Friends gathered on a recent sunny Oct. 14 at Hudson Gardens to welcome a sculptural tribute and remember the late Carmela Geselbracht, a former Littleton resident who was an artist, sculptor and active member of Main Street Players.
Geselbracht, who moved from Littleton to British Columbia prior to her death in 2014, was a close friend of Littleton actor/director Annawyn Shamas, who led MSP, formed to produce plays at Town Hall Arts Center in Littleton, when it opened to the community. The two met through the players group.
Shamas has seen the “Lotus” scultpure previously when it was part of an exhibit of local artists' works at the Gardens. The multicolored petals include purple, Geselbracht's favorite color.
Sculptor Charlotte Zink shared a bit about “Lotus” in a note to us: "With its bright bursts of color and uplifting form, `Lotus' is a larger than life, stylized steel flower constructed from upcycled farm parts. It colorfully blossoms and opens upwards to the sky, rain or shine.
“A popular artistic motif, Lotus flowers are regarded in many different cultures as a symbol of purity, enlightenment and rebirth. Its characteristics are a perfect analogy for the human condition: even when its roots are in the dirtiest waters, the lotus produces the most beautiful flower.
“Sculptures come to life in many ways: these heavy steel pieces and gear drive from a bulldozer came from an old salvage yard in East Texas and waited many years in the corner of our yard for their moment in the sun,” Zink wrote.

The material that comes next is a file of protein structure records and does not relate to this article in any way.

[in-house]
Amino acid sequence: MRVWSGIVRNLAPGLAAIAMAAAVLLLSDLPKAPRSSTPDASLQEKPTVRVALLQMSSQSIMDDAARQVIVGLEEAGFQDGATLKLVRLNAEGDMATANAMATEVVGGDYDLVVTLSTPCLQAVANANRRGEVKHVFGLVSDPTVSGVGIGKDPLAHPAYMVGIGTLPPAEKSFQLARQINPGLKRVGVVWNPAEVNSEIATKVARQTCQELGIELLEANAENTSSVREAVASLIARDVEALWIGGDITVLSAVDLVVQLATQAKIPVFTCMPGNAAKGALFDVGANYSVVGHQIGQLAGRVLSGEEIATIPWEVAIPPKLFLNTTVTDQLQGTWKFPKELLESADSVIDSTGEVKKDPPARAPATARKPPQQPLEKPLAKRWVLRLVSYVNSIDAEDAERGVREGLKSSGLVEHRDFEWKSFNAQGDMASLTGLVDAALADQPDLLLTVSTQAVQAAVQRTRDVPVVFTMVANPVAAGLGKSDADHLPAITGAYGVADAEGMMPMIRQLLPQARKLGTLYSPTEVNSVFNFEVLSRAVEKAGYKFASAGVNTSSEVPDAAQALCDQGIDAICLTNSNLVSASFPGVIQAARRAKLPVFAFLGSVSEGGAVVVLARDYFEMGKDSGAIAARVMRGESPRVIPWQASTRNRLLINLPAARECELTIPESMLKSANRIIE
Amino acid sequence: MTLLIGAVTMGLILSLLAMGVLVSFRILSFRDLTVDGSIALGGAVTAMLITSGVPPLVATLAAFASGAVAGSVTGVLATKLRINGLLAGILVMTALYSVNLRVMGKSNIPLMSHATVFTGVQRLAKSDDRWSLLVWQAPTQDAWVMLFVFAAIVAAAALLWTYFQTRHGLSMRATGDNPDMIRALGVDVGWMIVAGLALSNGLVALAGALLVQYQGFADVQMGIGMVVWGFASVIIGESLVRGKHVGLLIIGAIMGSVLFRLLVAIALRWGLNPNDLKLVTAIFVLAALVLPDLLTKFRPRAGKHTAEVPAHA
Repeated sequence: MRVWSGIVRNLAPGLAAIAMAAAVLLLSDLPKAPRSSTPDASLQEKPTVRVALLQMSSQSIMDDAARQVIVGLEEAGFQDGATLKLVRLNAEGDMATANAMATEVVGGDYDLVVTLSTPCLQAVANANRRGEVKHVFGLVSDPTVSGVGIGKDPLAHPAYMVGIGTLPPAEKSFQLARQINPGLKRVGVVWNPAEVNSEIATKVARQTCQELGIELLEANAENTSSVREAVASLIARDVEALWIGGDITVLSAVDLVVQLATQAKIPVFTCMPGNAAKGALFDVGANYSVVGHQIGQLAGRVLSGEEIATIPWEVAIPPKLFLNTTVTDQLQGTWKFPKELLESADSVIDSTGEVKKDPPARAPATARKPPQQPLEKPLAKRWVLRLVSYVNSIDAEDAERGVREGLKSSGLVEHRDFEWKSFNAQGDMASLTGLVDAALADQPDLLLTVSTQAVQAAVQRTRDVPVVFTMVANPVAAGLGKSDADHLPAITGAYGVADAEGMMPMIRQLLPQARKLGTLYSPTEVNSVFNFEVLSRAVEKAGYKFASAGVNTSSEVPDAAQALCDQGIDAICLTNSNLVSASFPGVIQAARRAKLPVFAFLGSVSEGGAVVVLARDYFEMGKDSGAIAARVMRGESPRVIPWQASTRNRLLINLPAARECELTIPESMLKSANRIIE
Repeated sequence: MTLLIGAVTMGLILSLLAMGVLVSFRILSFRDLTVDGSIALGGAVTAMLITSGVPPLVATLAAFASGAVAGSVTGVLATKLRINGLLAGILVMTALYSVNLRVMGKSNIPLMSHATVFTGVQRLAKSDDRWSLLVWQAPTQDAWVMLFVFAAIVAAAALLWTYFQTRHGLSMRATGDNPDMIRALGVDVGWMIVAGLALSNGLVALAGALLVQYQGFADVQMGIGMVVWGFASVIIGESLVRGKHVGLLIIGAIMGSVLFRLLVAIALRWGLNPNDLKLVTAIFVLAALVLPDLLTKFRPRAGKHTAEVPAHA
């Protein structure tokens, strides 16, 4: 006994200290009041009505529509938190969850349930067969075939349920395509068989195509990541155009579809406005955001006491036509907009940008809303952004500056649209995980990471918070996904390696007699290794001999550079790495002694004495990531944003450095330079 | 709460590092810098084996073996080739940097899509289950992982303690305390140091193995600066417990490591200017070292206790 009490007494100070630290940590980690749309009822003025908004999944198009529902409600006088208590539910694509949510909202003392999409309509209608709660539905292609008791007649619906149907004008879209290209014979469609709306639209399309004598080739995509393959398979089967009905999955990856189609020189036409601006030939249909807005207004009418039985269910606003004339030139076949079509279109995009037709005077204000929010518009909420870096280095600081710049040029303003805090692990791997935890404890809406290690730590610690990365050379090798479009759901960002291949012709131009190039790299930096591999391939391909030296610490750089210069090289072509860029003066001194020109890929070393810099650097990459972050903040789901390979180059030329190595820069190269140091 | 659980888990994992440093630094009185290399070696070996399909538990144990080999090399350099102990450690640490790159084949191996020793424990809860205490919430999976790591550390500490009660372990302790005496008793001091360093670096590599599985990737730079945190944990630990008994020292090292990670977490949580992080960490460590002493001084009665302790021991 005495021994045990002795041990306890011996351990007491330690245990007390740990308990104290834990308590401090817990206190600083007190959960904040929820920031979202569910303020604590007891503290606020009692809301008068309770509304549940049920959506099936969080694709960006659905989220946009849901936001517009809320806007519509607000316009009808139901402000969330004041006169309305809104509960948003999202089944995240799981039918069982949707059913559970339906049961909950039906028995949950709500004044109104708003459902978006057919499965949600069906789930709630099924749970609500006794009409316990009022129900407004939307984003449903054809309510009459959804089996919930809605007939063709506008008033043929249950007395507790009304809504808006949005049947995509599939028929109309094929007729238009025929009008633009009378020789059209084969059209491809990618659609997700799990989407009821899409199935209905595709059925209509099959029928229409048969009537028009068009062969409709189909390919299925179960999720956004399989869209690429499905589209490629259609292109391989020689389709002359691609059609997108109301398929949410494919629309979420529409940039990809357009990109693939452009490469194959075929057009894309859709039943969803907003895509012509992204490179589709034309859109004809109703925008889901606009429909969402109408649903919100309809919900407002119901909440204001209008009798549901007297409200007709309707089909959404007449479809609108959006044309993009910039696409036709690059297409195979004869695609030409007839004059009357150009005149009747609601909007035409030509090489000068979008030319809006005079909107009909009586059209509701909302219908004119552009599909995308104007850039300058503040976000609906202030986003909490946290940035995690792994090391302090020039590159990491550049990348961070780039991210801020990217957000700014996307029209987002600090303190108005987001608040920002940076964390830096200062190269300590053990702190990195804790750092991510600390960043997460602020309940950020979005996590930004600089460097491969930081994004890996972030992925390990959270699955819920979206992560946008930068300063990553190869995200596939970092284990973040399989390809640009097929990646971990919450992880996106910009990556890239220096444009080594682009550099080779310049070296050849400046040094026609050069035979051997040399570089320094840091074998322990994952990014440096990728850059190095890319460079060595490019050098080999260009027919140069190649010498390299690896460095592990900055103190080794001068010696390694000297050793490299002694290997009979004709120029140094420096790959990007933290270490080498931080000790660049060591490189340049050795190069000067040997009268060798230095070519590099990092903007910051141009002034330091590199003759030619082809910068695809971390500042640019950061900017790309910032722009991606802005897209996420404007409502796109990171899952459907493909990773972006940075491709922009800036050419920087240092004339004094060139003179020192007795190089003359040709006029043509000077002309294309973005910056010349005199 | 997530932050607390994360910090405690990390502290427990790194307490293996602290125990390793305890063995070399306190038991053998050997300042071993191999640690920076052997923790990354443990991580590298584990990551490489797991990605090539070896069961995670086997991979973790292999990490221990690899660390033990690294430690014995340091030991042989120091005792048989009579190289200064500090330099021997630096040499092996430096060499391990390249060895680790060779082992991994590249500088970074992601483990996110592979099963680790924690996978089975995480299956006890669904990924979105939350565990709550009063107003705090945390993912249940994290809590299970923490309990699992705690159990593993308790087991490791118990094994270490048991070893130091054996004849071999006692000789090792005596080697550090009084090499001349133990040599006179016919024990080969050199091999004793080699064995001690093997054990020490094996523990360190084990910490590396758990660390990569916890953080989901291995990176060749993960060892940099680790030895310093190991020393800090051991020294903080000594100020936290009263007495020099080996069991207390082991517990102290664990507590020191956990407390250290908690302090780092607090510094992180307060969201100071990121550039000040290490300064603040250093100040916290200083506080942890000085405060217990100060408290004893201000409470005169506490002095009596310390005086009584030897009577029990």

Geselbracht was remembered as a two-time director of the community-focused “Fiasco,” a popular, Littleton-focused musical spoof that was written and produced by area creatives for a number of years. She moved to Littleton in 1975 and “could make art all the time, solo and collaboratively,” friends recalled — in theatre, clay, sculpting ...
Her MSP involvement helped expand the local theatre company.
In fact, Littleton's Town Hall Arts Center was first developed for its new life as a stage for “Fiasco” after several years with the cast moving around the area, performing in country clubs and elsewhere.
Of course, other productions also needed that stage. In prior years, actors had staged some shows in the high schools as well, but scheduling rehearsals, etc., was always difficult.
The City of Littleton had recently built a new, large, modern city building and moved operations there. The older building still contained some city offices when former mayor and Littleton native Vaughn Gardinier started a committee to consider a new use — and ways to pay for it ... Many friends were involved in planning and fundraising over a number of years.
Carmela had a book in progress, friends recalled. “Oh, how my visions haunt me as I gaze back on the scene,” she wrote.
She was remembered in a sentimental group toast at a luncheon/reception at the Inn at Hudson Gardens as “Smart, talented, charismatic and beautiful.”
Her sister, Laura, commented that she could “smell Carmela's perfume” when she was writing remarks to share at this event.
Hudson Gardens, at 6115 S. Santa Fe Drive in Littleton, is open to the public, with free admission, from 9 a.m. to 5 p.m.
Stroll down to the pond to enjoy “Lotus.”
While the COVID-19 pandemic continues, public events frequently are canceled or rescheduled. Check with organizers before you go.
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